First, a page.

Mary Kenner was an American inventor who credited her father for her interest in discoveries. Interestingly enough, her grandfather invented a light signal for trains (however, this invention was stolen from him); while her sister, Mildred Davidson Austin Smith invented and sold board games. Mary herself invented an adjustable sanitary belt with an inbuilt; moisture-proof napkin pocket – which was a precursor to modern sanitary pads.
Born in 1912 in Monroe County, North Carolina Mary Kenner was a curious mind always searching for ways to make the world around her a little easier. At age 6, she developed her first invention to help her mother fix a squeaky door by inventing a self oiling door. But wait there’s more! Mary Kenner went on to invent a number of other practical devices holding five patents; more than any other Black woman in history.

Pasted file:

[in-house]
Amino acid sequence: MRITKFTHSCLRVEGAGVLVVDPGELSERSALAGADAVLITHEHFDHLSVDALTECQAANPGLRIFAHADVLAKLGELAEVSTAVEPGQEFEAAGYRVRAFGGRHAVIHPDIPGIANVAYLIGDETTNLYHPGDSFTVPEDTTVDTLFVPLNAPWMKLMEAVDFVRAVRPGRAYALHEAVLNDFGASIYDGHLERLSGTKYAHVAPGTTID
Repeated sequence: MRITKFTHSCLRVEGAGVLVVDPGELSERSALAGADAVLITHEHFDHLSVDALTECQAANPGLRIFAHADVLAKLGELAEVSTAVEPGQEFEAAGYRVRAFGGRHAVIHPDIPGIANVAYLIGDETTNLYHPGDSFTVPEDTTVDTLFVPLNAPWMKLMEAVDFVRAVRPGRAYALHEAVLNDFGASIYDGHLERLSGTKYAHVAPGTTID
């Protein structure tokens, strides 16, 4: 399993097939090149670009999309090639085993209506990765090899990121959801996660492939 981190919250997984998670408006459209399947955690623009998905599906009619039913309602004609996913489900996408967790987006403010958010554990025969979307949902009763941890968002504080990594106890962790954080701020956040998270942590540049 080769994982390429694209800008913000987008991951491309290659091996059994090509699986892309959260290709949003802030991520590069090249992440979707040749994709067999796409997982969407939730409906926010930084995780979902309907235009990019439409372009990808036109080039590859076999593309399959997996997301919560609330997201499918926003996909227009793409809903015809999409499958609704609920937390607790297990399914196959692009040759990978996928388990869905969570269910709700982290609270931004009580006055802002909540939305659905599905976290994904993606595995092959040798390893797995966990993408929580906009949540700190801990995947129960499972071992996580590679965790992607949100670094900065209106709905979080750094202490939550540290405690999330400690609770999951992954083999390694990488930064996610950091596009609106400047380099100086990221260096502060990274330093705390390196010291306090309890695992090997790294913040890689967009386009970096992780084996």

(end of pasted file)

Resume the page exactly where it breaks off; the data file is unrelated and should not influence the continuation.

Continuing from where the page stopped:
In 1956, Mary Kenner saved enough money to get her first patent on the sanitary belt.
This mary Kenner’s patented technology included a moisture proof sealed pocket unlike anything seen during that time. Before and into the 20th century, many women were advised not to leave their homes in fear of leakage and tampons while available were seen as improper for a lady to use. Mary Kenner’s invention was the answer to these issues. Women could put on the belt and go about their day carefree.
However, the Sonn-Nap-Pack Company rejected it after discovering that Mary was African American. Sadly, she never made any money off the sanitary belt as her patent expired and became public domain allowed to be manufactured freely.